"The amount of ammunition the enemy had was phenomenal, and that had to be stored in caches some place, or if they brought it up you'd think we would have seen it," Brostrom said. "You kind of ask the questions, were there patrols in and around the base? Where was the [intelligence, surveillance and reconnaissance]? And you're probably going to find the ISR was someplace else because there's not enough to go around."
COP Keating was in extremely rugged and mountainous terrain with high ground on three sides around it.
When the terrain works against you
Army officials are still sorting through the details surrounding the battle at Keating, but the situation already sounds very similar to the fight at Wanat where COP Kahler occupied a large open field near the village and was surrounded by prominent ridges that approach 10,000 feet in peak elevation on the northwest, northeast, southeast and southwest.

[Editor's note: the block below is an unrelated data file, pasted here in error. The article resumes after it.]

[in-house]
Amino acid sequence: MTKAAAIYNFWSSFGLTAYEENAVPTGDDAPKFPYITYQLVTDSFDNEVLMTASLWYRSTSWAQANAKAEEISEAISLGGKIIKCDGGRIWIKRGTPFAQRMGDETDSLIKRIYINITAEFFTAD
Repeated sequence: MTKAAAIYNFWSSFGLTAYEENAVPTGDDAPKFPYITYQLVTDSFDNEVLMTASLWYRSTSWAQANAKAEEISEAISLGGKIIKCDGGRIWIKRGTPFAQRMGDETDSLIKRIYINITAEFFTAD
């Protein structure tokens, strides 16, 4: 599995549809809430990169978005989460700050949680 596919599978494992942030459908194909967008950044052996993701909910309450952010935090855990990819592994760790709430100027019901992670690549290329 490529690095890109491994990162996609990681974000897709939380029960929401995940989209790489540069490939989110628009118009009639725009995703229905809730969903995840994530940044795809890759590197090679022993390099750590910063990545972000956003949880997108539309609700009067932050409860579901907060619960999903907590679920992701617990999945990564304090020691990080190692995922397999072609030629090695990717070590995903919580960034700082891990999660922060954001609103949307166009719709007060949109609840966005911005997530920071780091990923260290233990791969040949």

One soldier candidly described COP Kahler as "being at the bottom of a bowl, surrounded by a whole lot of s— sandwich," according to a Cubbison's report.
Vietnam veterans such as Grange say they are all too familiar with this scenario. "The enemy had the dominant terrain," Grange said. "If you don't have the dominant terrain, you have to have cover or some way to ensure that [the enemy] can't use it against you."
Leaders had planned for a strong defense of the Wanat COP, including an exterior stone wall, fighting positions with overhead cover and four guard towers. But a lack of construction equipment meant only "minimal defenses" were in place the morning of the attack, Cubbison wrote.